4 Examples of Cross-Channel Marketing in Action

Speaking of Google, it would know a thing or two about this strategy. Here are a few examples of how cross-channel marketing is already changing the game.

1.     Google Ads

The largest paid advertising platform in the world makes multichannel marketing easy, providing users with several options for Google Ads PPC ad extensions, such as:

  • Click-to-Call – By adding your business contact number to your ads, you can integrate PPC advertising and mobile communications.
  • PPC Offer – This extension allows you to add coupons to your ads. Users can then print at physical stores, effectively merging their online and in-person shopping experience.

2.     Television Hashtags

You’ve no doubt seen this one before. The “2nd screen effect” is a commonly-exploited tactic that companies have been using for several years.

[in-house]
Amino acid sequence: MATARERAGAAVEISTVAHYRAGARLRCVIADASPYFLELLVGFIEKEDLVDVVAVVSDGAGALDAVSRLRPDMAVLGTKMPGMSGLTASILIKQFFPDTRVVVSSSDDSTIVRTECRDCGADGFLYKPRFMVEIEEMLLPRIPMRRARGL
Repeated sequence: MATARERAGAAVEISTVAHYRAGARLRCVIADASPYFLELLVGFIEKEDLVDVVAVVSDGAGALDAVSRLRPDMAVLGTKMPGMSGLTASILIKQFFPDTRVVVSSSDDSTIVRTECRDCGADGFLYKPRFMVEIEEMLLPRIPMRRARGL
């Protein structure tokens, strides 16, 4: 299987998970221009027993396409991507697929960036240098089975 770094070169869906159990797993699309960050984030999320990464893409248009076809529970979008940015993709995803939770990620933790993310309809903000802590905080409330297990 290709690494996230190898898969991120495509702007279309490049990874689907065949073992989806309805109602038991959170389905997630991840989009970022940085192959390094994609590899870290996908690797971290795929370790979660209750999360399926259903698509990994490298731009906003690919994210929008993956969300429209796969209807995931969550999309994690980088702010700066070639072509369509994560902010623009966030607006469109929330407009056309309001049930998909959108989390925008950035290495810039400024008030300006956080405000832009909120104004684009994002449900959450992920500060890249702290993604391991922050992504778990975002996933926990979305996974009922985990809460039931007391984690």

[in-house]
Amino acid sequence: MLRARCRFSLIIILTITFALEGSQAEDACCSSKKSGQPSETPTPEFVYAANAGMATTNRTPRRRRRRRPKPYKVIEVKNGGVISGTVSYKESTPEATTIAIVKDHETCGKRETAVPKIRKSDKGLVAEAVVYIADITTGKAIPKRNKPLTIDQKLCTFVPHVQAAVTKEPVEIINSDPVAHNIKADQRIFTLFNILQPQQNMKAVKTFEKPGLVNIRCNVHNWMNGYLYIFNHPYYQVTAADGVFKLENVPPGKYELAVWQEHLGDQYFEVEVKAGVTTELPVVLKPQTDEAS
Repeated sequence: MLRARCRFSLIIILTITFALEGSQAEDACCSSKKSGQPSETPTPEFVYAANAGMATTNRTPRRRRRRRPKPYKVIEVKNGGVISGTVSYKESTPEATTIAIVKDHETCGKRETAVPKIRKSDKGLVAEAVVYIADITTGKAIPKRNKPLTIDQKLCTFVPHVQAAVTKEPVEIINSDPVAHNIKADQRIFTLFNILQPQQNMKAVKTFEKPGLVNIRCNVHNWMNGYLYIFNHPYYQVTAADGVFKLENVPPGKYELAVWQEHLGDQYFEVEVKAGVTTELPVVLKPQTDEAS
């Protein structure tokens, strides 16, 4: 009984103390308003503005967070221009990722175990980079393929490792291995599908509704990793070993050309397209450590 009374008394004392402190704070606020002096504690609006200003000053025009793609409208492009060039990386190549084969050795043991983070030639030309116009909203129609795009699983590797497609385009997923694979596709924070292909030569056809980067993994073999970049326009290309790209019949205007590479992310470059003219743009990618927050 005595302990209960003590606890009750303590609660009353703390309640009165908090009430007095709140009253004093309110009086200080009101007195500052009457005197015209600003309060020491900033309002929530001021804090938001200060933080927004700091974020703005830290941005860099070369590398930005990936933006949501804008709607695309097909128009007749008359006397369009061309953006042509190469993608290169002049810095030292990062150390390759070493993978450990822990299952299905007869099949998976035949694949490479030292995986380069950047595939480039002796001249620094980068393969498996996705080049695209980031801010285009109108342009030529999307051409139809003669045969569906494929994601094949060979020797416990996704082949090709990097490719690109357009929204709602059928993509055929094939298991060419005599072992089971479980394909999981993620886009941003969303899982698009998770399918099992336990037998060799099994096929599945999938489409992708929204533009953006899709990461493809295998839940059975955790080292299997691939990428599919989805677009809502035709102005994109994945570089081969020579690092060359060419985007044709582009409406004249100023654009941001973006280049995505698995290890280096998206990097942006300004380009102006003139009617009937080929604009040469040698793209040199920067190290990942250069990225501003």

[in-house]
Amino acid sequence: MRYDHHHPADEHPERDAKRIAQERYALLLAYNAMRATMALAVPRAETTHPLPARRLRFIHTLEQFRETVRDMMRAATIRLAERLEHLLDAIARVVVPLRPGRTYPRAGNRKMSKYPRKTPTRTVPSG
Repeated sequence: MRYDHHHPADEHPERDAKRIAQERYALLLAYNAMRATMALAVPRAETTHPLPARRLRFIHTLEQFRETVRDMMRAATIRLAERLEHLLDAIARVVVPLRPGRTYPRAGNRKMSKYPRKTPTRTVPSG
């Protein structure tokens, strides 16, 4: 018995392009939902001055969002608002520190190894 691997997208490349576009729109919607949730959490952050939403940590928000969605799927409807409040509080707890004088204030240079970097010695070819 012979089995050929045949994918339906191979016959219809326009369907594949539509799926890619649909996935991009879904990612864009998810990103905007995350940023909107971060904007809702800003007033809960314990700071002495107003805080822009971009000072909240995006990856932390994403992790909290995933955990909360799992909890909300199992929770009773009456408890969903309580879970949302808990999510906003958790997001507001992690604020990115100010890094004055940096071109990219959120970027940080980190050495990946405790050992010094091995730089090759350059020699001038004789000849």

While viewers are watching TV, companies will encourage online discussion with the use of a branded Twitter hashtag. This motivates people to use their smartphone or laptop as they watch the show.

In 2017, AirBnB used their Superbowl slot to launch the #weaccept campaign, promoting diversity. With some clever marketing and subtle timing, it was an instant hit. In the following four months, it received more than 3.5 million impressions, reaching over 2.4 million people.

3.     REI

Have you ever found yourself in a brick-and-mortar store, consulting your mobile device to research a product that is in that same store?

Research from Forbes found that 82% of customers do this before buying a product. For ambitious companies that want to tap into the sales potential here, omnichannel outreach can help you persuade more people to follow through with a purchase.

The clothing brand REI uses its app to cater to customer’s needs here. You can scan the barcode of products in the shop, and the app will bring up all the information including customer reviews. This is a great example of how you can market to customers in a way that they will truly appreciate.

4.     Starbucks

The Starbucks Rewards app is widely-regarded as one of the best cross-channel marketing experiences in use today.

If you’re not familiar with it, here’s how it works:

  • First, you receive your free rewards card, which you can use anytime you make a purchase.